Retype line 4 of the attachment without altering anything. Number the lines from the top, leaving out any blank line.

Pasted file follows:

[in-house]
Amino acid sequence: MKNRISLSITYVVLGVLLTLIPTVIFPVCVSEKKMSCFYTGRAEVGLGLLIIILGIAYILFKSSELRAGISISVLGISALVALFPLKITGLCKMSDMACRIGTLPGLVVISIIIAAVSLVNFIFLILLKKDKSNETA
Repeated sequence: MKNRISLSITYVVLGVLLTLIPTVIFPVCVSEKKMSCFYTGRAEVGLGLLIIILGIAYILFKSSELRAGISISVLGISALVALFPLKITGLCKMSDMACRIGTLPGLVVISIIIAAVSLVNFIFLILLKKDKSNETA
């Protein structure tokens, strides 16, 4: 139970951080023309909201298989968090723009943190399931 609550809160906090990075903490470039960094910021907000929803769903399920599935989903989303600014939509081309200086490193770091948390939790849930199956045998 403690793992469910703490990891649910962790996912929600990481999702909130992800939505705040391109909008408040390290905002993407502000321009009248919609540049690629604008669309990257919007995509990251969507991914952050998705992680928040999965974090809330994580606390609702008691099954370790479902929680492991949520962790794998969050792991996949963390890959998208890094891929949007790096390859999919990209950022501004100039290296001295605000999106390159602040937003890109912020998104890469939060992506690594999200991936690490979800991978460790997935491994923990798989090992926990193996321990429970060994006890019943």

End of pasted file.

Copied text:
């Protein structure tokens, strides 16, 4: 139970951080023309909201298989968090723009943190399931 609550809160906090990075903490470039960094910021907000929803769903399920599935989903989303600014939509081309200086490193770091948390939790849930199956045998 403690793992469910703490990891649910962790996912929600990481999702909130992800939505705040391109909008408040390290905002993407502000321009009248919609540049690629604008669309990257919007995509990251969507991914952050998705992680928040999965974090809330994580606390609702008691099954370790479902929680492991949520962790794998969050792991996949963390890959998208890094891929949007790096390859999919990209950022501004100039290296001295605000999106390159602040937003890109912020998104890469939060992506690594999200991936690490979800991978460790997935491994923990798989090992926990193996321990429970060994006890019943």